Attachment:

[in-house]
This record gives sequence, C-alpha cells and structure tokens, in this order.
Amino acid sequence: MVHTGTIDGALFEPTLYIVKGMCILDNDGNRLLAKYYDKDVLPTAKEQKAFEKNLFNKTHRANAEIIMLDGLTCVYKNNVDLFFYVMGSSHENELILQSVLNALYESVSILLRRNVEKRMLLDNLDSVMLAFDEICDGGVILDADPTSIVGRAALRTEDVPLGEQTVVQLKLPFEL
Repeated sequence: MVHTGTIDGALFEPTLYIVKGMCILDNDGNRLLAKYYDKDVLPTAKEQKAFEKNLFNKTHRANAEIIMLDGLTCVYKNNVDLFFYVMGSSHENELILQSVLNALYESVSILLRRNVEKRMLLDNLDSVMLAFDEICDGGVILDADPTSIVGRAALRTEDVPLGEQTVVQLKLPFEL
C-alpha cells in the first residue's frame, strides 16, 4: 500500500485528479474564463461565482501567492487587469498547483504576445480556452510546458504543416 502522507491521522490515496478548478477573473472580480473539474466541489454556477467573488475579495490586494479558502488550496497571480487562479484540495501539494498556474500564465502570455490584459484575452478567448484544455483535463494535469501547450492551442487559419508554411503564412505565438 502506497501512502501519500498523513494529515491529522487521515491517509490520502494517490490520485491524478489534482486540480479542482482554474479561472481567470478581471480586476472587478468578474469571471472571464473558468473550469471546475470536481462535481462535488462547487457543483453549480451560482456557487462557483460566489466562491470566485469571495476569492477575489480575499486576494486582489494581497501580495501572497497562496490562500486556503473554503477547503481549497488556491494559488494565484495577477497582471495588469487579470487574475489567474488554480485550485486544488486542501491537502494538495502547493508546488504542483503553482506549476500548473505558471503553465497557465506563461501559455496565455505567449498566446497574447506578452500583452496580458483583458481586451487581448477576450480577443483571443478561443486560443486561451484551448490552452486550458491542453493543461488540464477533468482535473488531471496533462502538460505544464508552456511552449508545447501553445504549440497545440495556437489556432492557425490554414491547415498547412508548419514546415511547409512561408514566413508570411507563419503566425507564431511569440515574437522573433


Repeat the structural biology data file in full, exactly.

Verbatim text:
[in-house]
This record gives sequence, C-alpha cells and structure tokens, in this order.
Amino acid sequence: MVHTGTIDGALFEPTLYIVKGMCILDNDGNRLLAKYYDKDVLPTAKEQKAFEKNLFNKTHRANAEIIMLDGLTCVYKNNVDLFFYVMGSSHENELILQSVLNALYESVSILLRRNVEKRMLLDNLDSVMLAFDEICDGGVILDADPTSIVGRAALRTEDVPLGEQTVVQLKLPFEL
Repeated sequence: MVHTGTIDGALFEPTLYIVKGMCILDNDGNRLLAKYYDKDVLPTAKEQKAFEKNLFNKTHRANAEIIMLDGLTCVYKNNVDLFFYVMGSSHENELILQSVLNALYESVSILLRRNVEKRMLLDNLDSVMLAFDEICDGGVILDADPTSIVGRAALRTEDVPLGEQTVVQLKLPFEL
C-alpha cells in the first residue's frame, strides 16, 4: 500500500485528479474564463461565482501567492487587469498547483504576445480556452510546458504543416 502522507491521522490515496478548478477573473472580480473539474466541489454556477467573488475579495490586494479558502488550496497571480487562479484540495501539494498556474500564465502570455490584459484575452478567448484544455483535463494535469501547450492551442487559419508554411503564412505565438 502506497501512502501519500498523513494529515491529522487521515491517509490520502494517490490520485491524478489534482486540480479542482482554474479561472481567470478581471480586476472587478468578474469571471472571464473558468473550469471546475470536481462535481462535488462547487457543483453549480451560482456557487462557483460566489466562491470566485469571495476569492477575489480575499486576494486582489494581497501580495501572497497562496490562500486556503473554503477547503481549497488556491494559488494565484495577477497582471495588469487579470487574475489567474488554480485550485486544488486542501491537502494538495502547493508546488504542483503553482506549476500548473505558471503553465497557465506563461501559455496565455505567449498566446497574447506578452500583452496580458483583458481586451487581448477576450480577443483571443478561443486560443486561451484551448490552452486550458491542453493543461488540464477533468482535473488531471496533462502538460505544464508552456511552449508545447501553445504549440497545440495556437489556432492557425490554414491547415498547412508548419514546415511547409512561408514566413508570411507563419503566425507564431511569440515574437522573433